According to Jon Heyman on twitter:
— Jon Heyman (@JonHeymanCBS) November 25, 2012
The Phillies current television deal runs out after the 2015 season, but starting a new sellout streak and improving on this past season’s television ratings wouldn’t hurt in the meantime.
To do so, the Phillies should maximize their strengths. Payroll has few limitations besides the luxury tax threshold, meaning that the Phils payroll can always be among the highest in the league. Prospects, on the other hand, continue to dwindle.
With the Miami Marlins and the New York Mets acquiring more minor league talent this offseason and the Atlanta Braves continuing to have a strong minor league system, it makes sense for the Phils to spend rather than trade prospects.
Next offseason will give them the opportunity.
Batters such as Mike Morse, Martin Prado, Jacoby Ellsbury, Curtis Granderson, Shin-Soo Choo, Nelson Cruz and Corey Hart are all currently set to become free agents. As for pitchers, Matt Garza, Dan Haren, Josh Johnson, Jon Lester, Tim Lincecum, James Shields and Adam Wainwright are all either set to become free agents, or could hit free agency through options being declined or bought out.
This offseason, few free agents were available that could improve the team independent of the status of Utley, Howard and Halladay. Next offseason appears to be a different story.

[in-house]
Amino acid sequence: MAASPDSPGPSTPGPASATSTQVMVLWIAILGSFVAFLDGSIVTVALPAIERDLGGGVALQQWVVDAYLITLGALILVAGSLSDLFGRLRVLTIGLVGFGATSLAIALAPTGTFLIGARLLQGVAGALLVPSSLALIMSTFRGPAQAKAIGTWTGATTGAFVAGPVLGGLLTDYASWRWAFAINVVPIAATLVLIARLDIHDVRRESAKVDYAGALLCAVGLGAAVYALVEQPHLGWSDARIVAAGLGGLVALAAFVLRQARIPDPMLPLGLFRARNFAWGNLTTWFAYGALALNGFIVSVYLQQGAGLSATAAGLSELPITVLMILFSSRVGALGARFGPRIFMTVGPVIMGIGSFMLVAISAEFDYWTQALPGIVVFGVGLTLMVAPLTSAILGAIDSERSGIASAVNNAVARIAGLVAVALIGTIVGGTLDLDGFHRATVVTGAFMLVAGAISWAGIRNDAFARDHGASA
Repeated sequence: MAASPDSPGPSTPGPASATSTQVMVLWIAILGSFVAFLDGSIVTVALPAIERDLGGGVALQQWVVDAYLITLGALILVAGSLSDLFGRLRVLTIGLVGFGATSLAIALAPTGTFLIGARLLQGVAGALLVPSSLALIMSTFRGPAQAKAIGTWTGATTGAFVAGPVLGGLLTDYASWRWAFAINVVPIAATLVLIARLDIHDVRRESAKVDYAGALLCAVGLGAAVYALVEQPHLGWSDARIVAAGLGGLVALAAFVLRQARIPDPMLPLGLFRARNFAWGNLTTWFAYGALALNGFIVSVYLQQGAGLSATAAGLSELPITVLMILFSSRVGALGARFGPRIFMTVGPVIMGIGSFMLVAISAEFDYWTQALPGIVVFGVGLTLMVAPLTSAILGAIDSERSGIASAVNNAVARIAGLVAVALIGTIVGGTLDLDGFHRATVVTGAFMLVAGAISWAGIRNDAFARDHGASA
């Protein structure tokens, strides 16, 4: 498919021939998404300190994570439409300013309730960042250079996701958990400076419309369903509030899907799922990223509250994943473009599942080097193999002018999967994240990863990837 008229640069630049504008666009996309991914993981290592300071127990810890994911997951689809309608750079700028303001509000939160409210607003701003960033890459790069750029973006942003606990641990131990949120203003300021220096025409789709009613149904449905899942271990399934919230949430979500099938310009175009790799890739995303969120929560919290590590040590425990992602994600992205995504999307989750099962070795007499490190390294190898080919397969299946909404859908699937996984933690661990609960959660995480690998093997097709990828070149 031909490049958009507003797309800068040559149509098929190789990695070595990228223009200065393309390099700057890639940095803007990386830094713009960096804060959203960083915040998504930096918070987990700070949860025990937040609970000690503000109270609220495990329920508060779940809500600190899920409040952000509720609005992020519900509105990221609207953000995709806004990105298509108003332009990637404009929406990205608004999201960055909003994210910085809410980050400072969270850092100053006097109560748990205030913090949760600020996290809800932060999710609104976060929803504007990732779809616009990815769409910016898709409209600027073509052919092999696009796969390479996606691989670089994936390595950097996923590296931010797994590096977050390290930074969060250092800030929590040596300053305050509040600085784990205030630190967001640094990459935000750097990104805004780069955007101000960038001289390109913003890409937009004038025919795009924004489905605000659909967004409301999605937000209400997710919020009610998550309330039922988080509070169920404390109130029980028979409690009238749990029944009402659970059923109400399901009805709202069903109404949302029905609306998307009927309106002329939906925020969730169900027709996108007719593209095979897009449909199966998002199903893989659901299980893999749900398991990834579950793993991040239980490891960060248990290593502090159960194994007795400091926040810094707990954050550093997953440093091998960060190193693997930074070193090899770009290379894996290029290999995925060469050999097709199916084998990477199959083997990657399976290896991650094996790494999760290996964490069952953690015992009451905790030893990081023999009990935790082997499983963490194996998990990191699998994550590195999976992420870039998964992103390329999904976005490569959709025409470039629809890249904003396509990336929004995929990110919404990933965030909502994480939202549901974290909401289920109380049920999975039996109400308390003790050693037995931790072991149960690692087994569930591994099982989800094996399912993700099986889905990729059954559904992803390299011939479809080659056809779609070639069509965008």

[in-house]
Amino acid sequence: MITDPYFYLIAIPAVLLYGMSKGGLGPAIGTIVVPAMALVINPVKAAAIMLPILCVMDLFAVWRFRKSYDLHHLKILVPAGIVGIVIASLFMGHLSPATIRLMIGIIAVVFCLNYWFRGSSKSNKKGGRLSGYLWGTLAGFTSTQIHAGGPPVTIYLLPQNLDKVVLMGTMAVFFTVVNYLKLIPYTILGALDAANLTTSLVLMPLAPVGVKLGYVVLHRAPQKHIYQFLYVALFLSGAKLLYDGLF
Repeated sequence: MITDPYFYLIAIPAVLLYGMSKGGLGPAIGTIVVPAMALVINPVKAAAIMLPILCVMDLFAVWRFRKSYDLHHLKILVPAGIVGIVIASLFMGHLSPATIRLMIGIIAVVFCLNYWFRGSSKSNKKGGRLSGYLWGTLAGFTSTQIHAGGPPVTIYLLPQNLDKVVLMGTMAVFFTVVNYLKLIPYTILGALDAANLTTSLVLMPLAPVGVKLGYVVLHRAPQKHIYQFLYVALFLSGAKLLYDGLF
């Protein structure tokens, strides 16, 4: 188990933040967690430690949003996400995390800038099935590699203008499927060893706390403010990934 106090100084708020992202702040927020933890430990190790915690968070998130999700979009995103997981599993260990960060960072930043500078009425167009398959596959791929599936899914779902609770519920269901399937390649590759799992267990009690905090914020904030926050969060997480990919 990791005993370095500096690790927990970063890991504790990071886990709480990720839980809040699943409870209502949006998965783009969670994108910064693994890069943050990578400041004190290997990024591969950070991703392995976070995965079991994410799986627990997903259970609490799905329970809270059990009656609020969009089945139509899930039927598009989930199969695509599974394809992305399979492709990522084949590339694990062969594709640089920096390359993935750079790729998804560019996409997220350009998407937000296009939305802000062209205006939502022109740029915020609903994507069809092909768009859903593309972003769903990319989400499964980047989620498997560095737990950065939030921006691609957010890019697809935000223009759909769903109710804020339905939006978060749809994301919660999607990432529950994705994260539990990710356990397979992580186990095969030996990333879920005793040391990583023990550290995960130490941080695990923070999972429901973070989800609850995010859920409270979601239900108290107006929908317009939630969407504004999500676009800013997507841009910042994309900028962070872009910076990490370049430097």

Even if it means negotiating with Scott Boras, the Phillies will make a big splash on the free agent market next offseason.
Manager Charlie Manuel is entering the final year of his contract, and newly promoted third base coach and Hall of Famer Ryne Sandberg could be a candidate for one day replacing him.
If a change happens after next season, it will be after Sandberg racked up over 430 wins in six minor league seasons as a manager, and spent another season as a coach in the major leagues.
In an article by Jerry Crasnick on ESPN.com, Manuel was complimentary of Sandberg and his major league managing prospects:
When I first met him, I liked everything about him, Manuel says. I love talking hitting with him, and I like talking the game. He kind of revs me up.
He’s going to manage in the big leagues without a doubt, because he’s that good. He puts in the time and the work. In some ways, he’s quiet. But he’ll get what he wants, because he’s that good.
Ideally, the Phillies will have a 2013 season that far more resembles 2011 than 2012. If that’s the case, Manuel and the Phillies will have a decision to make.
But if Sandberg does end up replacing Manuel, he’ll be taking over at an interesting time.
The Phillies core is continuing to age, but younger players are also emerging as options. Cole Hamels is signed long term, and players such as Ben Revere, Freddy Galvis, Darin Ruf, Tyler Cloyd and Domonic Brown provide at least some optimism. Minor leaguers such as Cody Asche, Jonathan Pettibone, Tommy Joseph and Ethan Martin do as well.
Sandberg would be taking the reins during an interesting time in which an infusion of cash and young players could be combining with an aging core looking for another title shot, even after next season.
If it comes together just right, having a Hall of Famer take over for a World Series winning manager wouldn’t be the worst managerial change.
So, why not? If he ends up taking over as manager, Sandberg will lead the Phillies back to the World Series with the blessing of the franchise’s winningest manager.